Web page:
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Ask Dr. C: Gia Allemand – 10 Things I Would Have Told Her About Her Worth

I remember the first time I noticed that a beautiful actress had killed herself.

It was the 1960’s and Marilyn Monroe was one of the most beautiful women in the world.  Yet, she was dead, by her own hand, at 36 years of age.  “How is this possible?”, I thought as a young girl.  This couldn’t be the action of someone beautiful and talented – adored by millions.

But sadly, I have seen similar tragedies play out many times in years gone by…

Watching the news report on the tragic suicide of Gia Allemand, I am saddened not only for the loss of her precious life, but also the apparent reason for that loss.

I know that more theories and stories will come out as the days go by, but off-the-cuff reporting tells the story of deep insecurities and a neediness to be loved.  Even though I am not a Bachelor television series fan, I know from Wikipedia that she was a contestant on The Bachelor: Wings of Love and the Bachelor Pad.  She had an upcoming TV series in the works, so there was plenty of work to live for. She was also in a relationship with NBA star, Ryan Anderson. At 29 years old, there was so much ahead of her.

So what causes hopelessness to the point that life is not worth living in women who, by our culture’s standards, seem to ‘have it all’ (beauty, sexuality and popularity)?

What would I share with every girl, especially girls like Gia, as I wrap my arms tightly around them holding them close to my heart?

What would I want these girls to know about the insecurities that are robbing them of peace in their life and their relationships?  What would I want to impart to girls who are depressed and feel like they have nothing “real” to offer the world, other than the way they look?  What would convince the young girl – who believes that to be sensual is to be secure and to be desired is to be loved – that she has real value apart from her sexuality?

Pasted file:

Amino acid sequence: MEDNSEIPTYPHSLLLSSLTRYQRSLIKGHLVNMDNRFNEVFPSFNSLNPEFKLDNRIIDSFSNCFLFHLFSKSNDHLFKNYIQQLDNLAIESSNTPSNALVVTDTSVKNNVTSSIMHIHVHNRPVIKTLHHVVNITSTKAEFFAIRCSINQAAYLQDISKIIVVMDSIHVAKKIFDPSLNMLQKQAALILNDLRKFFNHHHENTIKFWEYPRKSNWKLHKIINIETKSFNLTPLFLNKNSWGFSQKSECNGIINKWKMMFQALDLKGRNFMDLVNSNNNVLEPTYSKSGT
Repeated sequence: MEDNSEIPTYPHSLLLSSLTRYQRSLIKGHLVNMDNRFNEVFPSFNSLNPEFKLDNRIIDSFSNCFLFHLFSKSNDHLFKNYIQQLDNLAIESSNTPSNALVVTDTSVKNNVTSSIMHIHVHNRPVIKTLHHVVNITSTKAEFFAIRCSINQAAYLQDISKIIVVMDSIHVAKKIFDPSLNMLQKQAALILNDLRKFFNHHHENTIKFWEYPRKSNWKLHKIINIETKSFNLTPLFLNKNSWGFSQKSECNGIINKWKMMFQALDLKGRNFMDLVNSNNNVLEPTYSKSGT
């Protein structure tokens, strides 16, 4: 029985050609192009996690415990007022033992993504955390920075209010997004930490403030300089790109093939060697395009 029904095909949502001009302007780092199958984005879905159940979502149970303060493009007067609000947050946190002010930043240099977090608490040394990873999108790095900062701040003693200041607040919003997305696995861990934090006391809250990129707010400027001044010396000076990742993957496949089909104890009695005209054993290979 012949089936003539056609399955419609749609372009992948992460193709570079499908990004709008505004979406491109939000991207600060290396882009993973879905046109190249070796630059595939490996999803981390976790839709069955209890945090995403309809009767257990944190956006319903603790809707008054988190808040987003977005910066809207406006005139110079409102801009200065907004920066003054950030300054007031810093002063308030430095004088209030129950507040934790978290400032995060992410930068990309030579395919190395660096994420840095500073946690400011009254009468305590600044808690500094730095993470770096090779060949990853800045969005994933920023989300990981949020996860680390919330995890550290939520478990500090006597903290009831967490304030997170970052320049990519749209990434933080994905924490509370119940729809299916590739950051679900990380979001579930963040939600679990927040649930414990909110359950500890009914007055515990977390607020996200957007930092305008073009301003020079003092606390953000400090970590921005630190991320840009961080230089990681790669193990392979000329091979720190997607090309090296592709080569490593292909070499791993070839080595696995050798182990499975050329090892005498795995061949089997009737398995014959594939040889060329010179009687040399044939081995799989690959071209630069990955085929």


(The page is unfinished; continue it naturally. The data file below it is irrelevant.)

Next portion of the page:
What I would say to these little ones, is:

You are loved.

You are precious.

You were formed in the image of the One who said, “this is good”.

I would say you can never depend on another person to make you secure in every area.  This is not what a relationship is designed to do.

I would say you doubt your worth and your place and contribution to this world, but that you can find real purpose and passion for living that doesn’t depend on people-pleasing.

I would say that your insecurity makes you lack confidence in yourself.   It could  look like extreme self-consciousness.

I would say that I understand losing someone’s approval and good will is painful for you, but you don’t need to try to get everyone’s love and approval.

I would tell her not to be threatened by another woman’s beauty, personality or intelligence.  It won’t diminish who you are or anything about you.  And that, in time, you will develop a vision of wholeness that will allow you to rejoice with other women and not compete with them.

I would say that you are more than the sum of your body parts and that woman looking back at you in the mirror has potential beyond her wildest dreams.

I would say, I am proud to call her “sister” or “daughter” or “friend”.

 

To all the lovelies who feel insecure, there is hope.

Dr. C.